lauren stern conducts a vital interview…
About eight years ago, a friend gave me Anberlin’s second record Never Take Friendship Personal and told me to give it a listen. At the time, I was fairly invested in researching new music (much like I am now) and was avidly looking for new bands to listen to so I caved in and checked it out. After hearing some of the tracks – more specifically – “A Day Late,” “Paperthin Hymn,” and “The Feel Good Drag” – I was instantly hooked and have been a huge fan ever since.
For the last decade, Anberlin has been known for their pop rock sound but to me they are known as a band that consistently puts out great records. If you take the time out and listen to their entire discography, you will see this and discover that not one bad song from this band exists. It’s truly remarkable to me how this band has stayed so consistent, but yet has evolved so much over the last ten years.
On October 16, Anberlin will released their sixth studio album Vital and it’s going to be amazing. I know this beforehand because they have never disappointed me in the last eight years I’ve been a fan and they probably never will. Plus, their new single ‘Someone Anyone’ is probably one of the most solid rock songs that came out this year. Just by hearing that single alone, I know they are going to bring it this time around just they always do.
Being such a huge Anberlin fan, it was so cool to sit down with drummer Nate Young to talk about Vital, the music industry, and the band’s current tour with Smashing Pumpkins.
Pop-Break: A lot of Anberlin fans are dying to know what Vital is going to sound like. What can we expect from the new album?
Nate Young: Um, well I guess you’re going to have to wait and see. But I mean with each record we tried to push ourselves to change it up and not put the same record out twice. So I think with this record that was kind of our goal. We had to do something different, being our sixth album, we couldn’t we couldn’t redo the same things but also we didn’t want to abandon what got us to where we’re at now, the sound that is Anberlin. So, I think it’s the most changes that we’ve done in a long time but it’s still keeping that same sound. You know it’s cool because I feel like the people that have heard it, like friends and stuff, kind of said that some of the songs sound so different and that the songs are more classic Anberlin. So I think now, I guess it would just be a variety but definitely more electronic stuff for sure on this record and I think just different arrangements and different stuff you wouldn’t normally expect.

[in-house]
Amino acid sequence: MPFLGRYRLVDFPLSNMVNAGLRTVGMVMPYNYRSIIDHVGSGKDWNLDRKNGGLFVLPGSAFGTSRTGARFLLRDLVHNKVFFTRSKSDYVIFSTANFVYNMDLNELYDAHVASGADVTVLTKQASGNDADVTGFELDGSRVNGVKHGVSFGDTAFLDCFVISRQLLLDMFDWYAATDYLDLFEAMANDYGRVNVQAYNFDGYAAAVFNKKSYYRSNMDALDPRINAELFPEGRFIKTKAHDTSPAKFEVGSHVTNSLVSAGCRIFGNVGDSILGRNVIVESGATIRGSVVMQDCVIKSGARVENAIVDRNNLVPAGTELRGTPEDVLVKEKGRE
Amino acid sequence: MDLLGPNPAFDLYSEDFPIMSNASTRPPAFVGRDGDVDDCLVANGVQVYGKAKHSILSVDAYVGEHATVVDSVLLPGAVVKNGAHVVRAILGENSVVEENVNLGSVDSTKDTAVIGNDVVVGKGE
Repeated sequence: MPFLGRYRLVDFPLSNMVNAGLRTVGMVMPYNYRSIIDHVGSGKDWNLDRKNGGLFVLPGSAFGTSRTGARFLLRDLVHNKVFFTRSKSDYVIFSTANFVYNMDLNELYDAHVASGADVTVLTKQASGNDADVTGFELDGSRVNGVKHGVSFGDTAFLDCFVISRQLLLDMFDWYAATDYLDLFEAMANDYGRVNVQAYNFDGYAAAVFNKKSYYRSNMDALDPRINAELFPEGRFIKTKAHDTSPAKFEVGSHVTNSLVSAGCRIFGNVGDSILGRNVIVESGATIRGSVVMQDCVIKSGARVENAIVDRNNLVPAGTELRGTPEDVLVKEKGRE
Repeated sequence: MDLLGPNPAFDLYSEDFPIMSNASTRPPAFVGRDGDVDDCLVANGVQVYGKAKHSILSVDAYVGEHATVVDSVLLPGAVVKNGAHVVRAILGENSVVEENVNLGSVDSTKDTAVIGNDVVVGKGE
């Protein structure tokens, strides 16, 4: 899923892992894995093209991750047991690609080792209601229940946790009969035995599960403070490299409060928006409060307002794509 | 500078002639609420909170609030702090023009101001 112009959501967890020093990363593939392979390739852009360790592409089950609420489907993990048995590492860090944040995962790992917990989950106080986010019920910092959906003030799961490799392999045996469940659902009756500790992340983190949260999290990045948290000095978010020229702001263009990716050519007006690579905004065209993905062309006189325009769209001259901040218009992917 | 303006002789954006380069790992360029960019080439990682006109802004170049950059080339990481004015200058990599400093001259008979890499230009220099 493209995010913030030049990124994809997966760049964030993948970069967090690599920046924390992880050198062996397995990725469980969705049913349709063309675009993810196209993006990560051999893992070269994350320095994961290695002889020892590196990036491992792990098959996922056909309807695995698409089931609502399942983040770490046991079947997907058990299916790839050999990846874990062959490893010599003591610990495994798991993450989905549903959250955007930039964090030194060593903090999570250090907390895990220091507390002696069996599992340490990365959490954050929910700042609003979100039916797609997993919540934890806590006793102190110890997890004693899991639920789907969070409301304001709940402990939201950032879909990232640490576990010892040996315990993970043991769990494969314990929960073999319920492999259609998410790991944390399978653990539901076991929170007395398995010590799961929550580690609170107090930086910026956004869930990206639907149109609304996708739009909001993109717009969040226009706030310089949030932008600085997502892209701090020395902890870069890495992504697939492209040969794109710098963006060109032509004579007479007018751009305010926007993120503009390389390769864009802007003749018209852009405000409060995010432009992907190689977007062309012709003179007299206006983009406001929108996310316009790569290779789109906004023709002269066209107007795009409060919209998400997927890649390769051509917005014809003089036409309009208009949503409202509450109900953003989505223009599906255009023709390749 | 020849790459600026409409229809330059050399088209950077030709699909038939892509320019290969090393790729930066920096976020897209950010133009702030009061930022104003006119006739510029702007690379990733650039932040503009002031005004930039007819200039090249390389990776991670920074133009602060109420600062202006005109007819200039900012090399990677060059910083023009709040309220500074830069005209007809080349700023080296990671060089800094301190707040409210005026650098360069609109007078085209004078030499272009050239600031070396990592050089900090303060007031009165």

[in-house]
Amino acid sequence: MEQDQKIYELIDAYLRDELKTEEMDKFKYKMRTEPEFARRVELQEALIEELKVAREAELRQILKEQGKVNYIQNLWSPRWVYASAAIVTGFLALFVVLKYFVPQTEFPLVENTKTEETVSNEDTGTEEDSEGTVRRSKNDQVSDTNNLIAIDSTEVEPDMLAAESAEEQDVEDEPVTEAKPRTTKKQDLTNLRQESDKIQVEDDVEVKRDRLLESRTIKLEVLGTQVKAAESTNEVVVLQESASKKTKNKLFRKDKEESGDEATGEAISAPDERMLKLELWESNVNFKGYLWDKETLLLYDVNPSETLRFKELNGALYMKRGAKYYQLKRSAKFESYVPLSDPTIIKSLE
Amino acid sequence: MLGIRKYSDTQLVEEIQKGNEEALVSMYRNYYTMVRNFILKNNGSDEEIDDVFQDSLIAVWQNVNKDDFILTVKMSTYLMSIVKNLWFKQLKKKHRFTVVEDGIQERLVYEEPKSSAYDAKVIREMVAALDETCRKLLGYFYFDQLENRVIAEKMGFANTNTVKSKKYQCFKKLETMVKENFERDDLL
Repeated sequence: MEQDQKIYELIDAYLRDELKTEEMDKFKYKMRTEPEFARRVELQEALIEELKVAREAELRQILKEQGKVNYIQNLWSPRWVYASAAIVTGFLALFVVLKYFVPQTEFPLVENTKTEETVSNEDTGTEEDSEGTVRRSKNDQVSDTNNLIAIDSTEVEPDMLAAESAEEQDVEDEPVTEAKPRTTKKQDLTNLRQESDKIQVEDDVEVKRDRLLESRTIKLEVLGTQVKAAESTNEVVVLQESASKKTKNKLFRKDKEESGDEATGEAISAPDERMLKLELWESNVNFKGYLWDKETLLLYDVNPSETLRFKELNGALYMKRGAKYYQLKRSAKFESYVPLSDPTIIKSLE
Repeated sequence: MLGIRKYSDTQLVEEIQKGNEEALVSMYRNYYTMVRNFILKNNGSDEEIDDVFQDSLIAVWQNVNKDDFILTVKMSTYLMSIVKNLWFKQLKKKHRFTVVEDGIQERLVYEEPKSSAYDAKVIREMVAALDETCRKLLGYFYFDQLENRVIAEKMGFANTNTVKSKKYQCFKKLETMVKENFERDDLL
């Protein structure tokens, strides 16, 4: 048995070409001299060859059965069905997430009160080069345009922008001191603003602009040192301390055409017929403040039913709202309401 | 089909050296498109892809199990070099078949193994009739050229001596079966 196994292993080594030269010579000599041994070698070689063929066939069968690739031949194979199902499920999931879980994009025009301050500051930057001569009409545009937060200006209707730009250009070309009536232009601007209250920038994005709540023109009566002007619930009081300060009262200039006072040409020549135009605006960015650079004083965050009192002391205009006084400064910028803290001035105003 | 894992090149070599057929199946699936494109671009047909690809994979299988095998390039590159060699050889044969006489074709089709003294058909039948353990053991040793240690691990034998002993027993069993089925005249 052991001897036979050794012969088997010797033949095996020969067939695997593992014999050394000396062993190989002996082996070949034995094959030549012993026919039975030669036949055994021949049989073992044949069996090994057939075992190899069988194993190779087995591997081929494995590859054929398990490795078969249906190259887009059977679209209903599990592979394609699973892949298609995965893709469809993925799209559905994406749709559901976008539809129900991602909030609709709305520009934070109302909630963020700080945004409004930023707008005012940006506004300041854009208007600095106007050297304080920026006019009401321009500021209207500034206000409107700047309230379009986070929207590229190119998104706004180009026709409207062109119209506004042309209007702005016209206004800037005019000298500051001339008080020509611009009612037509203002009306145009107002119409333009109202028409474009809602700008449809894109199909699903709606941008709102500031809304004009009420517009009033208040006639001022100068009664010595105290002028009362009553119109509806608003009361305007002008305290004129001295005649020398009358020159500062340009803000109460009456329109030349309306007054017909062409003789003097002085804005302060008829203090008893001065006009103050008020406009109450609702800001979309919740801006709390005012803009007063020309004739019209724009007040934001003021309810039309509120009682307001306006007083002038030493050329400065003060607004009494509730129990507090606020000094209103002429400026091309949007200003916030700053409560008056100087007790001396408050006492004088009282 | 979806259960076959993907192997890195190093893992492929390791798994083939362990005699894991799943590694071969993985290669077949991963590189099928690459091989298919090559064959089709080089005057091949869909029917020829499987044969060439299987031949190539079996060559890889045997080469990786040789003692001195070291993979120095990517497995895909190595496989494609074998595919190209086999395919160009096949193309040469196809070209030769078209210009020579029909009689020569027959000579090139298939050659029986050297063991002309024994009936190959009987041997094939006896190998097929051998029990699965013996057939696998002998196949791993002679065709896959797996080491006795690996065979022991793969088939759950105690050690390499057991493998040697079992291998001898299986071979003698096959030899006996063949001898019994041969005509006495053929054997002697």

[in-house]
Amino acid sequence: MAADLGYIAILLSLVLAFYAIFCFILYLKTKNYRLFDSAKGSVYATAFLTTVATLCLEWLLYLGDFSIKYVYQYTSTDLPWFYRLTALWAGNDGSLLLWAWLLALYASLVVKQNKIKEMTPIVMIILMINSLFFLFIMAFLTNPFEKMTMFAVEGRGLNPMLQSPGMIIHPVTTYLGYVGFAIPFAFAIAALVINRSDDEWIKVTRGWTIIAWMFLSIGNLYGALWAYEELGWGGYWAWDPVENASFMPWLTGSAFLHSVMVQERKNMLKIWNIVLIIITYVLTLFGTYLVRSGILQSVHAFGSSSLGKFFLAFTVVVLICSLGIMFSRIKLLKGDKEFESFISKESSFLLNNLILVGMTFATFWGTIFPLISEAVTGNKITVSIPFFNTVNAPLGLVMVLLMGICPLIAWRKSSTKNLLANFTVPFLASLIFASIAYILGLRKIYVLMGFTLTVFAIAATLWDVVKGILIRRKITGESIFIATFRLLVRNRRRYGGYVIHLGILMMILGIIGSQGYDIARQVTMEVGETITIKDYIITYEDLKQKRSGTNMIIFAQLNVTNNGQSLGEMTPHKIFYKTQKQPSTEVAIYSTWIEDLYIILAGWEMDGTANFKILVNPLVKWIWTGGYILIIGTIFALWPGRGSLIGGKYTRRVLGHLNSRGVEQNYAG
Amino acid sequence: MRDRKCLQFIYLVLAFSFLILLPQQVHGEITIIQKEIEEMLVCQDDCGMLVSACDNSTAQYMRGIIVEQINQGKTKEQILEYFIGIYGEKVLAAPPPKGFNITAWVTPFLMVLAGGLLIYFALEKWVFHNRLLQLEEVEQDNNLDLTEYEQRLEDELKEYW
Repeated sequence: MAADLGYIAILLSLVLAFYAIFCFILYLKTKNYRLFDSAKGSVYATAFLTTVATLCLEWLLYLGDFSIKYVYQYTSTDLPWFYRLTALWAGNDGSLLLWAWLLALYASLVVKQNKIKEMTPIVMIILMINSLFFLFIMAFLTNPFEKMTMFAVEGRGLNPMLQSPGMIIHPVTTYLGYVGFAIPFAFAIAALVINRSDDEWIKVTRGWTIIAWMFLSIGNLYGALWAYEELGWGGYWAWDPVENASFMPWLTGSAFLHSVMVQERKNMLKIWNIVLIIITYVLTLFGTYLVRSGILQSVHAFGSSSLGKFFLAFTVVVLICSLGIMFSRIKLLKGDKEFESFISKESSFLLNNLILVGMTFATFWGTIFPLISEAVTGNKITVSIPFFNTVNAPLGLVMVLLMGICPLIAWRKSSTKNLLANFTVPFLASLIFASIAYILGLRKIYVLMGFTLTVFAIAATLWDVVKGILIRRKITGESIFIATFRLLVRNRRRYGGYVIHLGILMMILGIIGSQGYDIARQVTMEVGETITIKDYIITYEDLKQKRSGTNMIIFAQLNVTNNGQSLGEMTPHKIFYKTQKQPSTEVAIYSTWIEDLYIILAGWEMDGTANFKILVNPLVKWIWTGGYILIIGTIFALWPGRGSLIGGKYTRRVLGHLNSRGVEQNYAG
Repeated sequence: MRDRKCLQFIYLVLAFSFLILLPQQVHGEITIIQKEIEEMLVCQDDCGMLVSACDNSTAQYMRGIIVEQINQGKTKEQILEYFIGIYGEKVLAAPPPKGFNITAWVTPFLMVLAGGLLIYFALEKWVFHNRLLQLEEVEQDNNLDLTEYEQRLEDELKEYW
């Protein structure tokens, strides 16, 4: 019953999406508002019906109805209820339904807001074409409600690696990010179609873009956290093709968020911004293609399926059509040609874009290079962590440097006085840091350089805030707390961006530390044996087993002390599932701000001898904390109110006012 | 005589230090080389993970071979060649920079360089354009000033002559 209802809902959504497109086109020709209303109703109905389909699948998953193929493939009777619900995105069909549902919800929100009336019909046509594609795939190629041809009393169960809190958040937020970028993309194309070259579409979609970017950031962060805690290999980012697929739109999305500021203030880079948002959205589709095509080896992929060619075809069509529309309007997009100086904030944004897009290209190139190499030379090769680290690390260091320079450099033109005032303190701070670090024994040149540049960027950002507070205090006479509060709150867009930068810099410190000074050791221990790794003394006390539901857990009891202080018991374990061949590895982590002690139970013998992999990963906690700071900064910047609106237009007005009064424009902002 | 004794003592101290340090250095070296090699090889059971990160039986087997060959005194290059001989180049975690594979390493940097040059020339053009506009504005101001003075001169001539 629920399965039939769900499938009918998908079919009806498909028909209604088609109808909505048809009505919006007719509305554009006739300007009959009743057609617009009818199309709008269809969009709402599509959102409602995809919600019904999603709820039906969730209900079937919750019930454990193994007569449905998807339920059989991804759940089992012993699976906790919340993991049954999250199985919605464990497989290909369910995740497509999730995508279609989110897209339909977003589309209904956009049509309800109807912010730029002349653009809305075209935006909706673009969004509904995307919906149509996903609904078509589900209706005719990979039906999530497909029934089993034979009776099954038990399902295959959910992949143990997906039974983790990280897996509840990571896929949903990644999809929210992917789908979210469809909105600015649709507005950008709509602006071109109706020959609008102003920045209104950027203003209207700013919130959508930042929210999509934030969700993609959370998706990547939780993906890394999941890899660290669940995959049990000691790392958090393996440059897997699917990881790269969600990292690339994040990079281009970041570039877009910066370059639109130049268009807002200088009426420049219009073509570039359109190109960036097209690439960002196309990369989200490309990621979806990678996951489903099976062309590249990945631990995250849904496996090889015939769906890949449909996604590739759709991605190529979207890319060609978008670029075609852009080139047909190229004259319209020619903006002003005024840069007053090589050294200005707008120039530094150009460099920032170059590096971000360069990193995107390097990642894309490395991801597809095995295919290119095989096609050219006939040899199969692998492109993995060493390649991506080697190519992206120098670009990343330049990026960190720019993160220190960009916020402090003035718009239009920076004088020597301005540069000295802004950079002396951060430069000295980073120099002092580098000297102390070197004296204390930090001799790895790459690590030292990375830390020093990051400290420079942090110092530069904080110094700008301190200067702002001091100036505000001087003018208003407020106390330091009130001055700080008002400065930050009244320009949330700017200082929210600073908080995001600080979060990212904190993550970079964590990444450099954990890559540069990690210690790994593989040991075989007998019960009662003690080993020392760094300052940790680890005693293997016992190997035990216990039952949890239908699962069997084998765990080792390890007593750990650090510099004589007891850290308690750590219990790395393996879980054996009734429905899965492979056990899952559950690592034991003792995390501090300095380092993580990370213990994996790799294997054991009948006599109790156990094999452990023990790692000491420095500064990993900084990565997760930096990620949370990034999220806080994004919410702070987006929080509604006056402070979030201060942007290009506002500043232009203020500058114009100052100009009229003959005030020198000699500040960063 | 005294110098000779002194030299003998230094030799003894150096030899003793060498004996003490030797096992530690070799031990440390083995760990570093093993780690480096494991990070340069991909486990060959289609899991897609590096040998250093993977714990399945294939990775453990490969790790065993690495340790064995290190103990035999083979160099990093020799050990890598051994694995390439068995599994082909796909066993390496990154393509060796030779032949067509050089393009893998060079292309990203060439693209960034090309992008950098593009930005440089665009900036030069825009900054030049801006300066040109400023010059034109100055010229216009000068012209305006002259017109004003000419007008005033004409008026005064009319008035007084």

PB: With the new single “Someone, Anyone,” I find that it’s exactly what you just said. It sounded like old Anberlin but there was obvious new changes. What in particular inspired that song to come about?
NY: I mean, the intro of it was written by Joe, our guitar player. I think if you do listen to it, it is a straight forward rock song mixed in with electronic stuff and more keys. That was kind of the goal to do a song that’s still a rock song but not the same thing that you’ve heard from us or really anyone. There’s not a lot of, I’m not going to be like we’re the only band that’s ever done it, but right now there’s just not a lot of rock bands that are trying to change it up. It’s either one side or the other like super indie, just super keyboard heavy stuff and then there’s rock and they don’t mix them ever. So for us I feel like that song was a good mix of those two things. We listen to both sides of those so we just figure we tried to write songs that are a mix of those things.
PB: Yeah definitely. It’s really good, by the way, I love it.
PB: I’m excited to hear the rest of the new album, I can’t wait. I wanted to ask you about Anberlin putting out records because you guys have been around for about a decade now and you’ve been releasing music pretty rapidly within those ten years. I mean your last album came out 2010 or 2011 and that wasn’t really that long ago. Is there any reason it takes a shot amount of time for you guys to write and record new material. What’s your secret?